PHOENIX — Prosecutors have accused a one-time Arizona resident of being the ringleader of an elaborate health-care fraud that netted him and eight others nearly $2 million in bogus health-insurance claims.

Nicholas Scaffidi, 35, was charged earlier this month with fraud, money laundering and multiple counts of theft in connection with a scheme that prosecutors say began September 2014 during the first year of the Affordable Care Act marketplace.

Investigators identified Scaffidi as the leader of a group that included his wife and seven accomplices, who they allege routinely visited out-of-network hospital emergency rooms with vague complaints of illnesses and demanded that doctors order a series of expensive tests.

Navy Officer Sentenced to 30 Months in Expanding Bribery and Fraud Investigation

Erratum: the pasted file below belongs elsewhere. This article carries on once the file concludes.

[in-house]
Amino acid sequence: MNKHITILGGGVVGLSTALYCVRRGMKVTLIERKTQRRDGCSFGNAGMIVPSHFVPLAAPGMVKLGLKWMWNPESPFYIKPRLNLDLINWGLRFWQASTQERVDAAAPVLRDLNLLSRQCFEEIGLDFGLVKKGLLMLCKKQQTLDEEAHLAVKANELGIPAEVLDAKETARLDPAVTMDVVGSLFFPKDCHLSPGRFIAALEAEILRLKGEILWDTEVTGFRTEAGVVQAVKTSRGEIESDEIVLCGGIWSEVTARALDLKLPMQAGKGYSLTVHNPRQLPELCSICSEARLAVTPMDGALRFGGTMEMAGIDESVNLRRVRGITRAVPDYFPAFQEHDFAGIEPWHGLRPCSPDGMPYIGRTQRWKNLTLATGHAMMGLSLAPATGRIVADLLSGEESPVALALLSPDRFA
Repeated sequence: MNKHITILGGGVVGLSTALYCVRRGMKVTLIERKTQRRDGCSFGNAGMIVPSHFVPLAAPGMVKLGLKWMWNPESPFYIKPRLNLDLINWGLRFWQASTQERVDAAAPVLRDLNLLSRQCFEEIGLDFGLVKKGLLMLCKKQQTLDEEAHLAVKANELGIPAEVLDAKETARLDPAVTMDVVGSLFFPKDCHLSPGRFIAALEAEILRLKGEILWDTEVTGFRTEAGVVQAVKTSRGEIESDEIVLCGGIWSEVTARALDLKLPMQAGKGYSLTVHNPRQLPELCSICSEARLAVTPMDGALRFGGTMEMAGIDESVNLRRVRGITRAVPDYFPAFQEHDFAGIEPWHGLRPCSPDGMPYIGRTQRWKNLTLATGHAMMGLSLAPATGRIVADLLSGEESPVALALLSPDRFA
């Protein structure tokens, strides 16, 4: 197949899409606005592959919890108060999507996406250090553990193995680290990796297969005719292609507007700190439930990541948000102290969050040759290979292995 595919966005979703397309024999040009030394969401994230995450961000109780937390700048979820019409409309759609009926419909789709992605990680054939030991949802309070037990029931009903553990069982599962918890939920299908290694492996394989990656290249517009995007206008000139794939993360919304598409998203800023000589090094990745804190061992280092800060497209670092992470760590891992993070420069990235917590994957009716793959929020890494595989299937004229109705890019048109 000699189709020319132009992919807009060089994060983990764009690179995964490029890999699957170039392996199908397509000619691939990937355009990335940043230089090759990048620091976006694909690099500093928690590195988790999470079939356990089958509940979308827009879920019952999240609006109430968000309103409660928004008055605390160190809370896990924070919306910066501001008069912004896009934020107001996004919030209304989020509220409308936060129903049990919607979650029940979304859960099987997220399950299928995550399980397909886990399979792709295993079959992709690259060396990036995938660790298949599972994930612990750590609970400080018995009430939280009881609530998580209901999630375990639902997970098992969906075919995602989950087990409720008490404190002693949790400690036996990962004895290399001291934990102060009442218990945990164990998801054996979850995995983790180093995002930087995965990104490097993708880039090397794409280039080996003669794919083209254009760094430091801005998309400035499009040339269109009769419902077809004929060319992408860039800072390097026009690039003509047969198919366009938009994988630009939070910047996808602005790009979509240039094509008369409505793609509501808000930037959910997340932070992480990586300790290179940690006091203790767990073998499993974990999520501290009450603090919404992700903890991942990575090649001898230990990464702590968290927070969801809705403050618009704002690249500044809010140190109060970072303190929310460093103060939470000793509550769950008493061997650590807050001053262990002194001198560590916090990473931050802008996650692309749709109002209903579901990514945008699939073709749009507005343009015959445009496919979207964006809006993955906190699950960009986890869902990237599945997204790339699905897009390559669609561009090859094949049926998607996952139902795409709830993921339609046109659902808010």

A U.S. Navy Lieutenant Commander was sentenced today to 30 months in prison for accepting cash, hotel expenses and the services of a prostitute from foreign defense contractor Glenn Defense Marine Asia (GDMA) in exchange for classified Navy information.

Assistant Attorney General Leslie R. Caldwell of the Justice Department’s Criminal Division, U.S. Attorney Alana Robinson of the Southern District of California, Director Dermot O’Reilly of the Department of Defense’s (DoD) Defense Criminal Investigative Service (DCIS) and Director Andrew Traver of the Naval Criminal Investigative Service (NCIS) made the announcement.

In October 2016, Gentry Debord, 41, pleaded guilty to one count of conspiracy to commit bribery and admitted that in 2007 he began a corrupt relationship with Leonard Glenn Francis, the former president and CEO of GDMA, a company that provided port services to U.S. Navy ships and submarines throughout the Pacific.  In addition to his prison sentence, U.S. District Judge Janis L. Sammartino of the Southern District of California ordered Debord to pay a $15,000 fine and $37,000 in restitution to the Navy.